In Kenya, Primary education is in essence the first phase of formal education system. It usually starts at six years of age and runs for eight years. The main purpose of primary education is to prepare children to participate fully in the social, political and economic well being of the pupils. The new primary school curriculum has therefore been designed to provide a more functional and practical education to cater for the needs of children who finish their education at the primary school level and also for those who wish to continue with secondary education.
Prior to independence, primary education was almost exclusively the responsibility of the communities concerned or non governmental agencies such as local church groups. Since independence the government has gradually taken over the administration of primary education from local authorities and assumed a greater share of the financial cost in line with the political commitment to provide equal educational opportunities to all through the provision of free primary education.
Almost all primary schools in the country are now in the public sector and depend on the Government for their operational expenses. The Government provides teachers and meets their salaries. Government expenditure on school supplies and equipment are minimal as these are financed by fees levied on parents by Parent Teacher Associations. In addition responsibility for the construction and maintenance of schools and staff housing is shouldered by the parents. Indeed almost all primary schools built and equipped after independence have initially been the result of harambee or self-help efforts.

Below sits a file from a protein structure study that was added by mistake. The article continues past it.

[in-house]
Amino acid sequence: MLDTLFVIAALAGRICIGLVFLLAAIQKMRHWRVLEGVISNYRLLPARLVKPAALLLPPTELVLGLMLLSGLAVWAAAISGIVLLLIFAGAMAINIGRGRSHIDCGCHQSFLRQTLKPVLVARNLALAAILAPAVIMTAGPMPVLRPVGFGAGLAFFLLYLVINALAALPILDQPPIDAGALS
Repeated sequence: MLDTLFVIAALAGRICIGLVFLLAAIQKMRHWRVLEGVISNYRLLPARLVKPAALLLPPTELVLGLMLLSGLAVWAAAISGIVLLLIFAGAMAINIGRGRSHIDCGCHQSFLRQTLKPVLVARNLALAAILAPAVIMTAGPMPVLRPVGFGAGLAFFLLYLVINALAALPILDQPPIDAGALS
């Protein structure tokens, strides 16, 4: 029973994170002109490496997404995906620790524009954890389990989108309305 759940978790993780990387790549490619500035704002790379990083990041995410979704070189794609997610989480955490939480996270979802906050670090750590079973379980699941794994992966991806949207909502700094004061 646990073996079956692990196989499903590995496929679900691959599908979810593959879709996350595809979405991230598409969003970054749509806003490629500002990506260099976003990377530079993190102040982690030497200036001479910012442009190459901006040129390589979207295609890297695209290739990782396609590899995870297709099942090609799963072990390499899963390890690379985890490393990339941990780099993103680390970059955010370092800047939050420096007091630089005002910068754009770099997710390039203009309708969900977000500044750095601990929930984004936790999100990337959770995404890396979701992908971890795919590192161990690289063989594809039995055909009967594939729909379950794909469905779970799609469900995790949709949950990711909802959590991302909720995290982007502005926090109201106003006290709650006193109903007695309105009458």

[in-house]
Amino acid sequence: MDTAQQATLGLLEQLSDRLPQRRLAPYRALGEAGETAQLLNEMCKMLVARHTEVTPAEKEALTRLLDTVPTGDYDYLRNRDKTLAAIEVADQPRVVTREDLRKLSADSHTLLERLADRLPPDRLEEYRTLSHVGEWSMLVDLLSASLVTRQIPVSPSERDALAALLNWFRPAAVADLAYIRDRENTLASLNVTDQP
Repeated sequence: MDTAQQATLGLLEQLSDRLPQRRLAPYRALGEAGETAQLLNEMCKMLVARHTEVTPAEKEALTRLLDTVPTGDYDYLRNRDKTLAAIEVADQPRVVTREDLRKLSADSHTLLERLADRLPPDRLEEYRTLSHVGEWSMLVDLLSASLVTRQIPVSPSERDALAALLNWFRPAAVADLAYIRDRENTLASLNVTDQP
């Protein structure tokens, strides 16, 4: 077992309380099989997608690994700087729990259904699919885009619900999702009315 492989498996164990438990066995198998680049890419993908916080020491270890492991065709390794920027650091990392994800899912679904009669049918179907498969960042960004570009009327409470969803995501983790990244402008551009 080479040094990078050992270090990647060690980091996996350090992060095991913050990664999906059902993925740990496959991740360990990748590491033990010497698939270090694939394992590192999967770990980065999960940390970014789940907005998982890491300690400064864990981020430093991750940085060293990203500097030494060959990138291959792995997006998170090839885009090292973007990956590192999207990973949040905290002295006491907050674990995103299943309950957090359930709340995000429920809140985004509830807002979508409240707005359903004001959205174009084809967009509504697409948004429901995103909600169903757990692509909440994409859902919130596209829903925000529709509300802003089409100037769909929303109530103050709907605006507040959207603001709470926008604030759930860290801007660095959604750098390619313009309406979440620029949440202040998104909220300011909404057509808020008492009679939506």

There has been a remarkable expansion in primary education, both in terms of the number of schools established and in the number of children enrolled, over the past three decades. At independence, there were 6,056 primary schools with a total enrollment t of 891,600 children. At the same time, trained teachers numbered 92,000. In 1990 there were over 14,690 primary schools, with an enrollment of slightly over five million children and with nearly 200,000 trained teachers respectively.
In addition to the expansion in the number of primary students enrolled, there has been a significant improvement in the participation of girls in education. At independence, only about a third of the enrollment in primary schools were girls. By 1990 the proportion of girls had risen to nearly 50 per cent. Educating women contributes significantly to many other desirable objectives, such as reducing the rate of population growth.
The government of Kenya recognizes that provision of universal primary education as an important milestone to economic and social development. In particular it has been established that by providing primary education to women, a society is able to hasten its development. The government, since January 2003 has managed to implement free primary school education programme that has seen a tremendous increase in the number of children attending school.
The Government has also increased its budgetary allocation to education as well as introducing a Constituency Bursary Fund for efficient facilitation of education at the grassroots level. The implementation of the Universal Free Primary Education, as part of the Millenium Development Goals (MDGs), has earned Kenya the prestigious Education Award
Secondary school education usually starts at fourteen years of age and, after the introduction of the 8 4-4 system of education which replaced the 7-4-2-3 system, runs for four years. The current secondary education programme is geared towards meeting the needs of both the students that terminate their education after secondary school and those that proceed for higher education. In this context, the new secondary school curriculum lays greater emphasis on job-oriented courses, such as business and technical education. There are two categories of secondary schools in Kenya, namely public and private schools.